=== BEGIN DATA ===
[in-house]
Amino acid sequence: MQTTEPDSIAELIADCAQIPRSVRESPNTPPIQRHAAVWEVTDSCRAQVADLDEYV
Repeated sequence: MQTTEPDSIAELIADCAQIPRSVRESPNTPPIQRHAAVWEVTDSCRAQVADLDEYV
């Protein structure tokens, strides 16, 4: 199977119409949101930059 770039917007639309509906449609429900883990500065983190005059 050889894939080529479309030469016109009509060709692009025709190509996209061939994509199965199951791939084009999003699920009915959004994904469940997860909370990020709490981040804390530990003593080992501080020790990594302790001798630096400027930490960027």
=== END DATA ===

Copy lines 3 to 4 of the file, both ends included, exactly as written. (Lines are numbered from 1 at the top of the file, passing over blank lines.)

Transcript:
Repeated sequence: MQTTEPDSIAELIADCAQIPRSVRESPNTPPIQRHAAVWEVTDSCRAQVADLDEYV
């Protein structure tokens, strides 16, 4: 199977119409949101930059 770039917007639309509906449609429900883990500065983190005059 050889894939080529479309030469016109009509060709692009025709190509996209061939994509199965199951791939084009999003699920009915959004994904469940997860909370990020709490981040804390530990003593080992501080020790990594302790001798630096400027930490960027």